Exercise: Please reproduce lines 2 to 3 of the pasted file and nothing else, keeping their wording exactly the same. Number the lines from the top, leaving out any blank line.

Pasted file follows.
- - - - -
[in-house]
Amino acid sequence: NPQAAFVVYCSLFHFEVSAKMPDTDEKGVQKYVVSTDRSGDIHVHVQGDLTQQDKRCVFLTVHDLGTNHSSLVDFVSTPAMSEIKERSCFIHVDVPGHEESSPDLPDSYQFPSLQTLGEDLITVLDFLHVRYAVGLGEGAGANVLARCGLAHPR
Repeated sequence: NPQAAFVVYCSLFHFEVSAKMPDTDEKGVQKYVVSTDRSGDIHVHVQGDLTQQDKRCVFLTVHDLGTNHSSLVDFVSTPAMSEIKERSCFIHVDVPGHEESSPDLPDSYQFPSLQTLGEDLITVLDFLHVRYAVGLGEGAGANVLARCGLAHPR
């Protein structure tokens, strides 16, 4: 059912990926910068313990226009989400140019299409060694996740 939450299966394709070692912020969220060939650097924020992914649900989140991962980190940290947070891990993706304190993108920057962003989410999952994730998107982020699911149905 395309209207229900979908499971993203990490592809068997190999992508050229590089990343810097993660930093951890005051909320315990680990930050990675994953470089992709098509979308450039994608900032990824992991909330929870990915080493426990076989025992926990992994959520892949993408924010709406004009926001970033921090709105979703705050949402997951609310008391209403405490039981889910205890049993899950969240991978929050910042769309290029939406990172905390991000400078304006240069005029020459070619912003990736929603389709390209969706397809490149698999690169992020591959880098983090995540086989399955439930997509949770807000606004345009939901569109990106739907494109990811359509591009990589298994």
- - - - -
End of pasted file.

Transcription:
Amino acid sequence: NPQAAFVVYCSLFHFEVSAKMPDTDEKGVQKYVVSTDRSGDIHVHVQGDLTQQDKRCVFLTVHDLGTNHSSLVDFVSTPAMSEIKERSCFIHVDVPGHEESSPDLPDSYQFPSLQTLGEDLITVLDFLHVRYAVGLGEGAGANVLARCGLAHPR
Repeated sequence: NPQAAFVVYCSLFHFEVSAKMPDTDEKGVQKYVVSTDRSGDIHVHVQGDLTQQDKRCVFLTVHDLGTNHSSLVDFVSTPAMSEIKERSCFIHVDVPGHEESSPDLPDSYQFPSLQTLGEDLITVLDFLHVRYAVGLGEGAGANVLARCGLAHPR